The Next Global Pandemic

Climate change and deforestation make the world more hospitable to viruses and bacteria. Changes in temperature and rainfall have a profound effect on the spreading of infectious diseases.  More extreme weather including droughts, floods, and heatwaves have numerous effects on the world’s animals and ecosystems. Many of the species that are affected will be animals that host viruses that affect humans.  Deforestation plays an important role in pushing, burning, and plowing areas to clear for farming. people are coming into contact with new areas of disease bacteria and viruses. Studies have shown that degraded habitats harbor more viruses that can infect humans.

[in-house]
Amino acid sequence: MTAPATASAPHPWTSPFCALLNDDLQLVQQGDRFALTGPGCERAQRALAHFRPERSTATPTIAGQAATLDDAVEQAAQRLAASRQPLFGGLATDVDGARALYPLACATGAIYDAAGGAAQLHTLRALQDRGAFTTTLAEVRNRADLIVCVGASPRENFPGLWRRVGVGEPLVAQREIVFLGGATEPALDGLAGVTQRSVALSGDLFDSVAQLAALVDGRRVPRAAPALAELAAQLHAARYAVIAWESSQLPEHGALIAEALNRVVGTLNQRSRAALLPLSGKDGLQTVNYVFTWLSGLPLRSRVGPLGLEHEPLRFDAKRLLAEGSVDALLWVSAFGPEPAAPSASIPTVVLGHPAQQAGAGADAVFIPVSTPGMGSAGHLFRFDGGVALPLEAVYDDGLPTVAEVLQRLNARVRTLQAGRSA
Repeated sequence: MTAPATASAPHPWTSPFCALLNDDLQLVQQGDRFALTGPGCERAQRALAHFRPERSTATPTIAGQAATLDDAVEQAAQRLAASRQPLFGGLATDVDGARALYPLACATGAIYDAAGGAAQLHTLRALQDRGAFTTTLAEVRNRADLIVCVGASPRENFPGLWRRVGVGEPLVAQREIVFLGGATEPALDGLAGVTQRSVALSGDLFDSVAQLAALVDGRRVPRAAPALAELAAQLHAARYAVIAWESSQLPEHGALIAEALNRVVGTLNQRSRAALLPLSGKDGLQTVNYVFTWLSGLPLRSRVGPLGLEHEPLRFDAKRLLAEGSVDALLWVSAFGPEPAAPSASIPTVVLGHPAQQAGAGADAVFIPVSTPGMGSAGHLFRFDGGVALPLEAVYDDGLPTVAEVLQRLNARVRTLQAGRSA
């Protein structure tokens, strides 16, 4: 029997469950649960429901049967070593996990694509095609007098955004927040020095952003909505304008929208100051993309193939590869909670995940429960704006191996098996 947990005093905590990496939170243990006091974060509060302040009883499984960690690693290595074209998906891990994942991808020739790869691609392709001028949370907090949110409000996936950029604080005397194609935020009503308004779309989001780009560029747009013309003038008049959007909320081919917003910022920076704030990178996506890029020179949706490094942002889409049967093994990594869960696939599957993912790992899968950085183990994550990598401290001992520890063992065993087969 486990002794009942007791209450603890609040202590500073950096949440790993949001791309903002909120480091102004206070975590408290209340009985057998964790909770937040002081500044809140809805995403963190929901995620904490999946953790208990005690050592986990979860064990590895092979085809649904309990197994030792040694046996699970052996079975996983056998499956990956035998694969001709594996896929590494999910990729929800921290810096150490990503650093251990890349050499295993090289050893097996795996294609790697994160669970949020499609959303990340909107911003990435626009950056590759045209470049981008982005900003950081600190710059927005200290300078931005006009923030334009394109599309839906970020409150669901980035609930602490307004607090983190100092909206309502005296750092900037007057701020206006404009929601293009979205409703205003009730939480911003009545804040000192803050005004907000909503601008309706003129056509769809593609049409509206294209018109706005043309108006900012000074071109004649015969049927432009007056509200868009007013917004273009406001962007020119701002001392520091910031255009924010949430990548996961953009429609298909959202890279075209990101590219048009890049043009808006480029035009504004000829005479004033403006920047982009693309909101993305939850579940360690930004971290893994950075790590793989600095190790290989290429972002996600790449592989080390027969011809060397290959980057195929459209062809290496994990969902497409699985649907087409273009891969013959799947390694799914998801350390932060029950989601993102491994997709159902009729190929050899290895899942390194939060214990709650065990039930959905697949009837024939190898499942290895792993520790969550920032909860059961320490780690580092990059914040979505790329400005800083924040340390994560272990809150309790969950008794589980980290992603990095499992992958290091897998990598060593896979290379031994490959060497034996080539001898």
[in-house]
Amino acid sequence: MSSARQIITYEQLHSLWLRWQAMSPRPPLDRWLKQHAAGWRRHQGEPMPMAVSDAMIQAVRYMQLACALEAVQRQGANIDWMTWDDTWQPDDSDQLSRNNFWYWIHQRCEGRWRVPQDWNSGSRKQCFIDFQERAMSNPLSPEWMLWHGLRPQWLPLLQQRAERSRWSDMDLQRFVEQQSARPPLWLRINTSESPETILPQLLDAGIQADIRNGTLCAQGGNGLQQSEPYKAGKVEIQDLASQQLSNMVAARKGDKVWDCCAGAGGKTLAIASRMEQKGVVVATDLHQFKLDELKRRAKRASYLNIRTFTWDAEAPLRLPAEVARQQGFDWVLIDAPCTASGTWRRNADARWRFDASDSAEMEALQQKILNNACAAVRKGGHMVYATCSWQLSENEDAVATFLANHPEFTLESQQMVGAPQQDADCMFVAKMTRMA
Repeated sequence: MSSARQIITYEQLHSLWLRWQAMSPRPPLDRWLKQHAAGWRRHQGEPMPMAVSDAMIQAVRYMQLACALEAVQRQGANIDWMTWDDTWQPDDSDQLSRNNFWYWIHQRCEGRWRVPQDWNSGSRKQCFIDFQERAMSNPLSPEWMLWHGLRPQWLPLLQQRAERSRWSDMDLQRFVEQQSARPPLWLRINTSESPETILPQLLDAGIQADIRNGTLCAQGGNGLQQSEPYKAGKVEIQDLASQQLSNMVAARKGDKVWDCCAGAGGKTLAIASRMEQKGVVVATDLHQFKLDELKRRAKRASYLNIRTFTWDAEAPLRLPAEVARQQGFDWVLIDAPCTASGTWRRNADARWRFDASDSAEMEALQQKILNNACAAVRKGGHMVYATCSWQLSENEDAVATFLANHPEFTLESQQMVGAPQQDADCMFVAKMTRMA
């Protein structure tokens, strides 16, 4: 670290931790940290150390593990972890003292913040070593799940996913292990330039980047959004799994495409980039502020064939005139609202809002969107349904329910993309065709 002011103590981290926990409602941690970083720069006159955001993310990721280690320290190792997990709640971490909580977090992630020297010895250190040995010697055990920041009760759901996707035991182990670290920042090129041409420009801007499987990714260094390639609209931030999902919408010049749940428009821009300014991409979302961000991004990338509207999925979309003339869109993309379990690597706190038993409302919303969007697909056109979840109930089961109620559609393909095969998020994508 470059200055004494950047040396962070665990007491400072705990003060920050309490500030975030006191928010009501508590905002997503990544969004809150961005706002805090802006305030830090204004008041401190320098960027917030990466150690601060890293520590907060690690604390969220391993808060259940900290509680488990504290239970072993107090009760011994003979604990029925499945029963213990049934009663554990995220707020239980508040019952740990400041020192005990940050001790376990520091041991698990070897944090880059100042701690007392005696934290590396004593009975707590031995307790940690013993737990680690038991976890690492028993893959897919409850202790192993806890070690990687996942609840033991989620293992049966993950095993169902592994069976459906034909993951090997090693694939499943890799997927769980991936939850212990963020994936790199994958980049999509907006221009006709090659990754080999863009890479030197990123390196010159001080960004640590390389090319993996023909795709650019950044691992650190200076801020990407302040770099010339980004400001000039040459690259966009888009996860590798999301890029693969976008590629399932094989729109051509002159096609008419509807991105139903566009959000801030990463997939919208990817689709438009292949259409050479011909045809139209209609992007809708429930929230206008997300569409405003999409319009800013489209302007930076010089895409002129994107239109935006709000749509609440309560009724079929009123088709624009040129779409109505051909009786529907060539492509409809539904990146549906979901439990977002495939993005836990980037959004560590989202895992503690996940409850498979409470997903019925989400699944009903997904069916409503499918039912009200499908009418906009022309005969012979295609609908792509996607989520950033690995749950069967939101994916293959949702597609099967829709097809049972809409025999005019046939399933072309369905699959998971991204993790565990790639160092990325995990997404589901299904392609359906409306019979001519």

Deforestation contributes to the spread of life-threatening diseases such as malaria. A historical example of this is the fall of The Roman Empire which collapsed due to malaria and was exacerbated by deforestation in Rome’s Tiber River valley. Many have emerged from forests, Zika virus in Latin America,  and Yellow Fever from the forests of Africa.  As forests are cut down numerous new boundaries are created between the forested areas and the forest and animals and insects gather in the borders of these altered ecosystems providing an ongoing source of virus for the insects. The earliest cases of COVID-19 were linked to Wuhan, China in a market where wild animals were sold for meat. Once a disease has left a forested region it can travel anywhere in the world very quickly.

Bats that carried Ebola and AIDS came from people eating bush meat. We need to recognize and understand these connections and teach people that keeping nature intact and avoiding deforestation will protect us from unknown diseases in the future. Diseases like COVID-19 are on the rise and are unpredictable with devastating losses of life and destruction to economies.